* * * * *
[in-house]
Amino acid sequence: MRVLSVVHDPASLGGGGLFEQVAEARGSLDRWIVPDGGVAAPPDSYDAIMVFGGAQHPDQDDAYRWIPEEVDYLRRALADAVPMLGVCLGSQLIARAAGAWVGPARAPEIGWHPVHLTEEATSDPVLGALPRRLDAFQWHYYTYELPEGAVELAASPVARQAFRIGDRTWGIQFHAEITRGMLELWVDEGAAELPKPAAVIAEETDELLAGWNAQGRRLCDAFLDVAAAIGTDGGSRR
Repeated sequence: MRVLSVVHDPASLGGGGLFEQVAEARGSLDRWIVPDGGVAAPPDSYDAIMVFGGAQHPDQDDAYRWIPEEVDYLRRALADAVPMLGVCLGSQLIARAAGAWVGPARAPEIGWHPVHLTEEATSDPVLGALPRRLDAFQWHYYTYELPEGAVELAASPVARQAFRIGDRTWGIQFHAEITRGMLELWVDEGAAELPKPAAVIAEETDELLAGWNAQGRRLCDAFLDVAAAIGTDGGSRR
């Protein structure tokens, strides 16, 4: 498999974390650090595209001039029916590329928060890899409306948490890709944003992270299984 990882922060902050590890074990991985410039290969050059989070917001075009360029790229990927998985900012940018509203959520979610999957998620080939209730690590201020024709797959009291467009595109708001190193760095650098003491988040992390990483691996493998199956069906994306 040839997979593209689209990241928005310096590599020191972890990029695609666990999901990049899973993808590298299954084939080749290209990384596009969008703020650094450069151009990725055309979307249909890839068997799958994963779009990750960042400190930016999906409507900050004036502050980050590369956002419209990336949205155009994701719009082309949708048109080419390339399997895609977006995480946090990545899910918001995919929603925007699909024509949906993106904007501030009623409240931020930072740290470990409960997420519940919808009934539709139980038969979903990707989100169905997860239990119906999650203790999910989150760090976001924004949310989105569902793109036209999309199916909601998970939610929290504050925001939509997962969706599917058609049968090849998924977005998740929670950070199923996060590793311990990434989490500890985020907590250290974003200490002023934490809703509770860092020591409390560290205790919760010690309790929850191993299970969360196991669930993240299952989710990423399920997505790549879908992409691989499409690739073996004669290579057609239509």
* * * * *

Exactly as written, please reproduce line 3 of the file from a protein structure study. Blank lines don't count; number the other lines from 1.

Repeated sequence: MRVLSVVHDPASLGGGGLFEQVAEARGSLDRWIVPDGGVAAPPDSYDAIMVFGGAQHPDQDDAYRWIPEEVDYLRRALADAVPMLGVCLGSQLIARAAGAWVGPARAPEIGWHPVHLTEEATSDPVLGALPRRLDAFQWHYYTYELPEGAVELAASPVARQAFRIGDRTWGIQFHAEITRGMLELWVDEGAAELPKPAAVIAEETDELLAGWNAQGRRLCDAFLDVAAAIGTDGGSRR